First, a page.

SEO for Rookies # 5 – What are keywords?

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This is the fifth post in my “SEO for Rookies” series.

You’ve likely seen the advice, “you need to target keywords to better your ranking on Google.” Let’s dig into what this means in plain English:

Keywords are words and phrases your potential customers search on the internet.

Companies “target keywords” by writing articles (often called “blog posts”) using these search terms on their website. The hope is a paying customer will search using these keywords, and the company’s article or blog post will appear high on the first page of Google. And, of course, the delighted customer will click over to the company’s website to learn how it will solve all of their problems with a swipe of a credit card.

Some keywords are hard to rank for – these tend to be the more “general” keywords that relate to your industry. Many potential customers are searching for these terms and keywords, so they are highly coveted.

Words like “interior painting” are hard keywords in the painting industry because so many companies want to be at the top of the first page of Google for “interior painting” to capture that vast and profitable market.

Some keywords are easier to rank for – these are highly specific search terms for which a small niche of your customers might search. These niche-y keywords are called “long tail keywords.”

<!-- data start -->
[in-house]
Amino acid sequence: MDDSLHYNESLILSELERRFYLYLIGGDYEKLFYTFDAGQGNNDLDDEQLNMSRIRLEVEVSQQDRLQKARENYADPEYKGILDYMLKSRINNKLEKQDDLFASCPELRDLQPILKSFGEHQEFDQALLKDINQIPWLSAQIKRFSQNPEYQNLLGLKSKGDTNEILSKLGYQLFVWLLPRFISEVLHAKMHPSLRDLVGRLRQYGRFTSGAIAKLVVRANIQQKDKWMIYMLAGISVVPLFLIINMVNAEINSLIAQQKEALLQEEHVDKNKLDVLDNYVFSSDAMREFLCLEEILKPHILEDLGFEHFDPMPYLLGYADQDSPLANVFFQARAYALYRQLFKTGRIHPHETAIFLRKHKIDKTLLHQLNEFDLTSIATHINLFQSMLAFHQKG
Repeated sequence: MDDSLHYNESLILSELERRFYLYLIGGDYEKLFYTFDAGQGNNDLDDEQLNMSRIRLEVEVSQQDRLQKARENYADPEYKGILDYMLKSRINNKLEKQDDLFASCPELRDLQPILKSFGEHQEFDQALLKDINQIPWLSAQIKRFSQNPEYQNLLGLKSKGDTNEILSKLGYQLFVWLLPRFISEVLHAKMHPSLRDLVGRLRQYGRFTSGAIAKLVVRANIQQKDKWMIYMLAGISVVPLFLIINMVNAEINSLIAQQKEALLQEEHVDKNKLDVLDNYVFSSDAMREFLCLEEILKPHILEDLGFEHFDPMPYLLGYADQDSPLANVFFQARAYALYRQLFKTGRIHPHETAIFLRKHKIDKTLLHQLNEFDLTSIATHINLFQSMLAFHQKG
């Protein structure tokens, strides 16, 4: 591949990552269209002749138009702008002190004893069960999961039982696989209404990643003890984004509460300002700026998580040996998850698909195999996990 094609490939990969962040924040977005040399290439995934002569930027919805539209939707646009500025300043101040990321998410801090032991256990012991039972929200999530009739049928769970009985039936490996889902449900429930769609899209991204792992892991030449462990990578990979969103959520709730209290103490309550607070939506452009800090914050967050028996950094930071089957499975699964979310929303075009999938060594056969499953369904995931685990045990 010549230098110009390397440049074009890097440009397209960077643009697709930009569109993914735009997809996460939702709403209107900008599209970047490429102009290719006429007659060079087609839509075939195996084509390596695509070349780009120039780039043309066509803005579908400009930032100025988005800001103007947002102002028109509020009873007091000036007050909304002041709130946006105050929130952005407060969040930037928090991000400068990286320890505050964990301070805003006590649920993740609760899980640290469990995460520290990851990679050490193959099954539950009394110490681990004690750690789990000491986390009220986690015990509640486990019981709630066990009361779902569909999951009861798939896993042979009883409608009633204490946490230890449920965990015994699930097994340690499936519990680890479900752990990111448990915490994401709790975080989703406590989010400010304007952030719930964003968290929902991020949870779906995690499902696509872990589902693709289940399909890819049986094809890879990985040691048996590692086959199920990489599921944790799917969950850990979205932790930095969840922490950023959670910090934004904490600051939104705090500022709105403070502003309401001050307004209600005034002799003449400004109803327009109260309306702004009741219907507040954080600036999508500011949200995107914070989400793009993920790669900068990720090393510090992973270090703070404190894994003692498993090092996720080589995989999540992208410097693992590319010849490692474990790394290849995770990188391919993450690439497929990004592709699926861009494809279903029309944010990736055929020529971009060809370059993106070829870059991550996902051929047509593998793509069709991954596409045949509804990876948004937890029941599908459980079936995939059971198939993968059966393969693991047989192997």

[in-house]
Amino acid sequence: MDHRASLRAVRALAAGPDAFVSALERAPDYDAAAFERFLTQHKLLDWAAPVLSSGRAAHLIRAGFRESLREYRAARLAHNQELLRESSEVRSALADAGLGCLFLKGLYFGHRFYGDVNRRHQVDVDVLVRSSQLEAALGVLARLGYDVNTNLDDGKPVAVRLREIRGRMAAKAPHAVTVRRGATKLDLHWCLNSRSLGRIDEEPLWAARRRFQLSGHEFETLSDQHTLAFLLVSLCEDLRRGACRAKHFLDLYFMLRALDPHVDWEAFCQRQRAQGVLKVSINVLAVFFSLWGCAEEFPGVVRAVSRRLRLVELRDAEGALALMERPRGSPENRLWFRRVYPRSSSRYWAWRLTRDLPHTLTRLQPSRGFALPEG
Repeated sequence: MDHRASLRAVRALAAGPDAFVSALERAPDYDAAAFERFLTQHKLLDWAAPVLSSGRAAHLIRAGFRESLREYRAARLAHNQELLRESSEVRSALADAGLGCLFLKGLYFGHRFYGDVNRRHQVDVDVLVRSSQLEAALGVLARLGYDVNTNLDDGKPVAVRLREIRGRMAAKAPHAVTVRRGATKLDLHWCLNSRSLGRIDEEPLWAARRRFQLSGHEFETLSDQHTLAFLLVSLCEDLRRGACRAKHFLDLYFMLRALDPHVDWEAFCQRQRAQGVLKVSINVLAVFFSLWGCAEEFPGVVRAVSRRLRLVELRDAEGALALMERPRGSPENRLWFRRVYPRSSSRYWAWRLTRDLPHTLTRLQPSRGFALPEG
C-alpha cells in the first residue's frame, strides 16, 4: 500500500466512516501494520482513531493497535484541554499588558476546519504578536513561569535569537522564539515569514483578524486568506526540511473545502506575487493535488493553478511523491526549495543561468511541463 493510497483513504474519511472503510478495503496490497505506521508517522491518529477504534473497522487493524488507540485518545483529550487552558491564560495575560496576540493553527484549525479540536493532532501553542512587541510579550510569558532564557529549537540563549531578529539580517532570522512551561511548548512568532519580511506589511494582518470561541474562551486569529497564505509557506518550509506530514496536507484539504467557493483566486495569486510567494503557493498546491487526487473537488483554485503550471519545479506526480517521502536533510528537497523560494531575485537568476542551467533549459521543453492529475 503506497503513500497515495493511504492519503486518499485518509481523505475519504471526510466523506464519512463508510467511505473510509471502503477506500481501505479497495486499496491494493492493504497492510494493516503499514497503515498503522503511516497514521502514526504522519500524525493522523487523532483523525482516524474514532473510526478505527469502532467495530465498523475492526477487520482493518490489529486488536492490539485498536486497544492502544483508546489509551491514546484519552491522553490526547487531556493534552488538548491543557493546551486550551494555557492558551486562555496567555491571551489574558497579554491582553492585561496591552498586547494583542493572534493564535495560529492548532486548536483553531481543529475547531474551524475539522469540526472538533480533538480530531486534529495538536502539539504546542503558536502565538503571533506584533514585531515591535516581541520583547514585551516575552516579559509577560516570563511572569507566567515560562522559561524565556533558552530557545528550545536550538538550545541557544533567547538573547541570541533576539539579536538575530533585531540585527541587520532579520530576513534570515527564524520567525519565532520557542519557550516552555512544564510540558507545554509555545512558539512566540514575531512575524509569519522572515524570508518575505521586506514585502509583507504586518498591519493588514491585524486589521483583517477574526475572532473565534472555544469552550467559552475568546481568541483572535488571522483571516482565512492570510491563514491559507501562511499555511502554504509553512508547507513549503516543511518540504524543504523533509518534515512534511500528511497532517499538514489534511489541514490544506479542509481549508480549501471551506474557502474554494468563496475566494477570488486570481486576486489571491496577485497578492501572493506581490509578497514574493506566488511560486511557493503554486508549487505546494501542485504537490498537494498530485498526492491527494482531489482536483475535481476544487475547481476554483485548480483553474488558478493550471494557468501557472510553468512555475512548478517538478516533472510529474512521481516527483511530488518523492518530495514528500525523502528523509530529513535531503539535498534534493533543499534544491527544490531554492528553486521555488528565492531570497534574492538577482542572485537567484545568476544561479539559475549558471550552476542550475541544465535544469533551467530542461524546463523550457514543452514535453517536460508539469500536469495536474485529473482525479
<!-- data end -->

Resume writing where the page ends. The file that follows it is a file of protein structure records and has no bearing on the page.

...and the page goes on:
On my website, “painting walk-in freezers” is an example of a long-tail keyword because, well, not many people ever search for this.

Let’s stop here to remember that one of the things that gets a company a higher ranking on Google is “expertise.”

Using long-tail keywords to demonstrate expertise is a great strategy, especially when you’re just beginning to work on SEO. Once Google sees some traffic heading to your website, even for projects out of your local area, they attribute more expertise to your site and will increase your overall ranking for the harder-to-rank search terms.

In other words, to more easily rank higher for profitable terms like “interior painting,” try to rank first for long-tail terms like “painting walk-in freezers” to acquire some expertise in Google’s eyes.

Using the “painting walk-in freezer” keywords as an example, I have a case study on our website of a walk-in freezer project we painted years ago. This article likely gets very little traffic in our local area. Still, it is at the top of all Google searches nationally because, well, nobody else has written about such a specific type of project.

This nationally ranking article demonstrates painting expertise to Google. It gives us a higher overall ranking for harder-to-rank-for search terms (like “interior painting”) that reach tons of potential customers.


More SEO for Rookies posts here.

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